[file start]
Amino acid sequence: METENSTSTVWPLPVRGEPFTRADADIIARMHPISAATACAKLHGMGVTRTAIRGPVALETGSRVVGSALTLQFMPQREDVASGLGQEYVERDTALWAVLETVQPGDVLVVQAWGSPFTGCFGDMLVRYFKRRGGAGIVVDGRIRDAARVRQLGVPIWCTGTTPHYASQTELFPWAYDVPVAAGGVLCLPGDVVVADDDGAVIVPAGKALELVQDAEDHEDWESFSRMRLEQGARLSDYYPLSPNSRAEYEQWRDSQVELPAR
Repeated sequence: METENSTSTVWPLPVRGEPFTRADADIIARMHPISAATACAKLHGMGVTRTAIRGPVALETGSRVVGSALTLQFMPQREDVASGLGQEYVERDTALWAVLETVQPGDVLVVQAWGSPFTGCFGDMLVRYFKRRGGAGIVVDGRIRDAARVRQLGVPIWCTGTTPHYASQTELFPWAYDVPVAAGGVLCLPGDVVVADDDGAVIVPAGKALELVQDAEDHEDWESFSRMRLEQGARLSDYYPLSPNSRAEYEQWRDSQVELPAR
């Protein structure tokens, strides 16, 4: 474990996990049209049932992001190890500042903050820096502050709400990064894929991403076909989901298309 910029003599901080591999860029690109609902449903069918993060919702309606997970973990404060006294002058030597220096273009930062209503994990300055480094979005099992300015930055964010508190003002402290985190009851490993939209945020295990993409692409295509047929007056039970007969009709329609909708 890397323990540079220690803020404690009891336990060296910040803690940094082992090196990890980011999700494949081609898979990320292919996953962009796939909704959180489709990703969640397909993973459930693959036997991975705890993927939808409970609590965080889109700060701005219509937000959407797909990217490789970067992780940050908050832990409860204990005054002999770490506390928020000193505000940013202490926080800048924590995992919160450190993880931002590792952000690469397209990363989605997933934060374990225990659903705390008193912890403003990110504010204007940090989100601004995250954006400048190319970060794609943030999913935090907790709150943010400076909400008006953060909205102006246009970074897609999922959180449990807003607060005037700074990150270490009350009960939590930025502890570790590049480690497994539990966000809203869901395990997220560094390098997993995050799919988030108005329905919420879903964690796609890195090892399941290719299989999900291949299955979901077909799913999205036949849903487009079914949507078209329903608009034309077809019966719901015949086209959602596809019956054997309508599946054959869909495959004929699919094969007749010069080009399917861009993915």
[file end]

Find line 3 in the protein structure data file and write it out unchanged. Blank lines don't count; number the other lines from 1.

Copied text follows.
């Protein structure tokens, strides 16, 4: 474990996990049209049932992001190890500042903050820096502050709400990064894929991403076909989901298309 910029003599901080591999860029690109609902449903069918993060919702309606997970973990404060006294002058030597220096273009930062209503994990300055480094979005099992300015930055964010508190003002402290985190009851490993939209945020295990993409692409295509047929007056039970007969009709329609909708 890397323990540079220690803020404690009891336990060296910040803690940094082992090196990890980011999700494949081609898979990320292919996953962009796939909704959180489709990703969640397909993973459930693959036997991975705890993927939808409970609590965080889109700060701005219509937000959407797909990217490789970067992780940050908050832990409860204990005054002999770490506390928020000193505000940013202490926080800048924590995992919160450190993880931002590792952000690469397209990363989605997933934060374990225990659903705390008193912890403003990110504010204007940090989100601004995250954006400048190319970060794609943030999913935090907790709150943010400076909400008006953060909205102006246009970074897609999922959180449990807003607060005037700074990150270490009350009960939590930025502890570790590049480690497994539990966000809203869901395990997220560094390098997993995050799919988030108005329905919420879903964690796609890195090892399941290719299989999900291949299955979901077909799913999205036949849903487009079914949507078209329903608009034309077809019966719901015949086209959602596809019956054997309508599946054959869909495959004929699919094969007749010069080009399917861009993915």